Quintessential Cards

Have you ever tried to distill a reading down to one word or a single theme? It can be pretty easy to do when there is only three cards, but gets more complicated when you add more cards into the mix. One thing I do with my readings is determine the quintessential card for each reading.

How you calculate it?
Take each card in the reading and add them up. Example: 10 of Wands – 6 of Cups – 9 The Hermit (10+6+9=25). Since the sum is greater than 22, add the numbers together (2+5=7 the Chariot). If the sum is 22 the corresponding Trump is the Fool. If the sum is below 1-21, it corresponds to that Trump.

You can take one of three methods with the court cards. You can assign them a zero value (which is what I do). You can also assign them one of two sets of values (Page 1 or 11, Knight 2 or 12, Queen 3 or 13, King 4 or 14). Regardless of what method you choose, be consistent, use the same method each time.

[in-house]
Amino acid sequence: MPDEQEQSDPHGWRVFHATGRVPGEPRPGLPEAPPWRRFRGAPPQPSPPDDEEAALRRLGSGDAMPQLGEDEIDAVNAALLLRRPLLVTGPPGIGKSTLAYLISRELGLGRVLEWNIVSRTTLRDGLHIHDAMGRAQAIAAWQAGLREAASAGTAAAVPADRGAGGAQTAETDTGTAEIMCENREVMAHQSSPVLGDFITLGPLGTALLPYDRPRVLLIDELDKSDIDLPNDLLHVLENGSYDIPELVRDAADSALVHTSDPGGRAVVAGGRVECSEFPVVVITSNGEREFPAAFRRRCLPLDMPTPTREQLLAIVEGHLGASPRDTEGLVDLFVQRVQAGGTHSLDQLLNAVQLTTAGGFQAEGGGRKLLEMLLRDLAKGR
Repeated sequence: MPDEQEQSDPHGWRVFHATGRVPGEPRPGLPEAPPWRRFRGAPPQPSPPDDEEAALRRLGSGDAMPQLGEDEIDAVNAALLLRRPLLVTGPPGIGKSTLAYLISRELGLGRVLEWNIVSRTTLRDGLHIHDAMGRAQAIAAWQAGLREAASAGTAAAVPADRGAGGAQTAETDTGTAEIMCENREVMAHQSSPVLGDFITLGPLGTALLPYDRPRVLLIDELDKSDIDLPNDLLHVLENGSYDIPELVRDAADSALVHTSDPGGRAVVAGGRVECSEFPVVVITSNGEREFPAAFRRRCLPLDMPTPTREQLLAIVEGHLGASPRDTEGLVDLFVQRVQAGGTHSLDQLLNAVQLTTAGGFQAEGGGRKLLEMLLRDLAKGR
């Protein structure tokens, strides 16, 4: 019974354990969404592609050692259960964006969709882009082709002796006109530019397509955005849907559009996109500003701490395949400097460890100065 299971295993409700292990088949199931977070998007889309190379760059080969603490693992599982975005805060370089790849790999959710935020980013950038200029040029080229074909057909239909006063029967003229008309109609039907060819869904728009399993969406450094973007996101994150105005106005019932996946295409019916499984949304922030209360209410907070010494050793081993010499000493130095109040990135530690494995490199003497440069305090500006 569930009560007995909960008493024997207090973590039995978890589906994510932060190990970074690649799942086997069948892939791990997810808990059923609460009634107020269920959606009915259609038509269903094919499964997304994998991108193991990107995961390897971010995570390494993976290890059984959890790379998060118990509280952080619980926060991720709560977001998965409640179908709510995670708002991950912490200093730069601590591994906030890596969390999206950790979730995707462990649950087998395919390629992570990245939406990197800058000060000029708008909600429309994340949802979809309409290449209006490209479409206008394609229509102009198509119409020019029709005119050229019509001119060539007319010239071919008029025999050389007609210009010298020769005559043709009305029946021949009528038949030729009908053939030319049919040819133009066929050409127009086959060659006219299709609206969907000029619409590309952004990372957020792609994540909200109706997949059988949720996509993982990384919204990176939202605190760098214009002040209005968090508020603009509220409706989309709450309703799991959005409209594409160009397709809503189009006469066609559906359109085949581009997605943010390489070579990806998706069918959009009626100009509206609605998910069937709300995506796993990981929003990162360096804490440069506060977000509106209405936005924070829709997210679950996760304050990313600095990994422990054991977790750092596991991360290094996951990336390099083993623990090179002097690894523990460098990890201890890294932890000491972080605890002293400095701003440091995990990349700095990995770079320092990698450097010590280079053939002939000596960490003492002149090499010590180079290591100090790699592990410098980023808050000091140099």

What is this card good for?
This simple technique gives you a “big” picture view of the spread. It allows you to sum the core tenets of the reading into one card. As you go through the reading, you will be throwing a lot of information at the the questioner. Sometimes they will remember it and sometimes they won’t. If you calculate a quintessential card, you leave them with one card to remember rather than a whole reading.

I don’t always do this. When I do readings for myself, I tend to do a straight reading (no extra techniques). But I’ve found this to be a powerful technique when I read for other people. It gives them something to walk away with and provides closure to the reading. Before you decide to use or toss a technique, give it a try. Who knows, you might like it.

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